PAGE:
By: Claudia Lutz.
Today’s researchers, working with the advantages of new, sophisticated laboratory technology, have unleashed a river of valuable biomedical data—much more, in fact, than many of them have the tools to properly analyze, or the capacity to store. In 2012, the National Institutes of Health created the Big Data to Knowledge (BD2K) initiative to enable efforts to harness the potential of this flood of information. As part of the first wave of BD2K funding, the University of Illinois at Urbana-Champaign and Mayo Clinic have now received a $9.34M, 4-year award to create one of several new Centers of Excellence for Big Data Computing.
The NIH initiative encompasses a broad range of “big data” types, including collections of high-resolution research images or real-time recordings of complex biological phenomena. The Illinois-Mayo Center, to be located on the Urbana-Champaign campus, will focus on the analytical challenges posed by the rapidly growing body of genomic and transcriptomic data produced by genome-wide, high-throughput experimental technologies.
The Center’s research goal is to create a revolutionary analytical tool that allows any biomedical researcher to place a gene-based data set in the context of “community knowledge,” the entire body of previously published gene-related data. This broad context for individual data sets will offer new functional insights for the genes being studied. The proposed Knowledge Engine for Genomics, or KnowEnG, will be unique in its integration of many disparate sources of gene data to increase its analytical power, as well as in its planned scalability—the tool will be designed to accommodate the continued growth of genomic community knowledge, and the increasing computational infrastructure required to work with genomic data.
To create KnowEnG, the Center will combine the expertise of many units across the U of I campus, including the Institute for Genomic Biology (IGB), the Department of Computer Science, the Coordinated Science Laboratory, the College of Engineering, and the National Center for Supercomputing Applications (NCSA). As a leader of biomedical research and structured data collection, Mayo Clinic will play a vital role in design, testing, and refinement.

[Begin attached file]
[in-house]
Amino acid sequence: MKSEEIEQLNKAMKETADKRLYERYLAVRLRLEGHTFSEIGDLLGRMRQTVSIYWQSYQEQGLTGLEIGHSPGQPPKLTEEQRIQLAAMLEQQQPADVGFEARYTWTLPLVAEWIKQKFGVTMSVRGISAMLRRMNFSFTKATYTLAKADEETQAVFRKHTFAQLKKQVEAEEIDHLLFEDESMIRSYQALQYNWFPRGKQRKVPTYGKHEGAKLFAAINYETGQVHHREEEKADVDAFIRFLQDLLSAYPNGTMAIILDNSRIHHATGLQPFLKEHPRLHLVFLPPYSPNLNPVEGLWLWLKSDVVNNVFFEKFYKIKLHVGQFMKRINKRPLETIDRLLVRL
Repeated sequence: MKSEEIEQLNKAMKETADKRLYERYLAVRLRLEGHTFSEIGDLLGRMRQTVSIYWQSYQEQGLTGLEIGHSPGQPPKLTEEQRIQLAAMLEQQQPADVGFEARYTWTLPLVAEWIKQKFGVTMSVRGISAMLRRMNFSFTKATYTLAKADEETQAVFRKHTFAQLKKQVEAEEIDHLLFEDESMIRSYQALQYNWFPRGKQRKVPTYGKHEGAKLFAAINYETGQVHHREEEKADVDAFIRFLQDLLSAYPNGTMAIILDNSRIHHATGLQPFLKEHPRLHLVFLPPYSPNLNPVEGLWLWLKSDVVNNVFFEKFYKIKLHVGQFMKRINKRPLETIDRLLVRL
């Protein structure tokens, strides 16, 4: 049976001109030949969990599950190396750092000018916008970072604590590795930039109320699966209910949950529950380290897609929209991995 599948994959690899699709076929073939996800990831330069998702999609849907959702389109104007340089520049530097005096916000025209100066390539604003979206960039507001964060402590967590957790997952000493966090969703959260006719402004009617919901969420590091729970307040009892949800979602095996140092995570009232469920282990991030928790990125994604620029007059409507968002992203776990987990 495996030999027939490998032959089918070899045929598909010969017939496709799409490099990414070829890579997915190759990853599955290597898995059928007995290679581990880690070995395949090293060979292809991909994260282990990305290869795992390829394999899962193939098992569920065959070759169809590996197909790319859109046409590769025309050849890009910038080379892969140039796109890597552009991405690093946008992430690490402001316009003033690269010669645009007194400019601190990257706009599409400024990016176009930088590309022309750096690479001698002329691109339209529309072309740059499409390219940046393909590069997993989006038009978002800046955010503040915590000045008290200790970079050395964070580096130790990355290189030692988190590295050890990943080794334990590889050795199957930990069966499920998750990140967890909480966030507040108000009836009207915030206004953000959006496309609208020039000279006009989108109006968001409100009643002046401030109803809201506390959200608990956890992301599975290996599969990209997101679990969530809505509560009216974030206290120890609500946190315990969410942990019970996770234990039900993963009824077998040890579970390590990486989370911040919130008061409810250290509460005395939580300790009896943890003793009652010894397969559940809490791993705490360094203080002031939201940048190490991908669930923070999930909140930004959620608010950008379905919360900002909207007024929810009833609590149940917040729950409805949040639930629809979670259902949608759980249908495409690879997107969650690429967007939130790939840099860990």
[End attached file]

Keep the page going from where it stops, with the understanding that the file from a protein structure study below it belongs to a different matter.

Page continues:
The Center will be led by computer scientist and IGB affiliate Jiawei Han, who will serve as Program Director. Other Principal Investigators are computer scientist and IGB member Saurabh Sinha; physicist, bioengineer and IGB member Jun Song; and Richard Weinshilboum, M.D., interim director of the Mayo Clinic Center for Individualized Medicine and director of the center’s Pharmacogenomics Translational Program. IGB and NCSA Director of Bioinformatics and Director of the High-Performance Biological Computing Group, C. Victor Jongeneel, will function as Executive Director.
The Center’s transcendence of disciplinary boundaries will be key to its success. Insights drawn from many areas of computer science will strengthen KnowEnG’s design.
“By integrating multiple analytical methods derived from the most advanced data mining and machine learning research, KnowEnG will transform the way biomedical researchers analyze their genome-wide data,” said Han. “The Center will leverage the latest computational techniques used to mine corporate or Internet data to enable the intuitive analysis and exploration of biomedical Big Data.”
The Center will also rely on communication between interface design experts at Illinois and biomedical researchers at Mayo Clinic, who represent KnowEnG’s intended users. Feedback among these Center members will ensure that the developed tool is valuable, intuitive, and customizable for use in a broad array of experimental contexts.
Describing his excitement for the project, co-PI Sinha explained, “This is [a project] that's bigger than all of us . . . what I'm most excited about is the actual possibility that this could be a tool which everybody uses in the world.”
In addition to development of KnowEnG, the Center will develop a training framework that empowers researchers to use the new tool and engage in bioinformatics research, regardless of their prior computational knowledge. The Center will also participate in a planned nation-wide consortium, composed of all the BD2K Centers of Excellence established by the NIH initiative, to exchange insights, contribute to standards for tool development, and help set broad goals for the future of work on Big Data.
By: Claudia Lutz.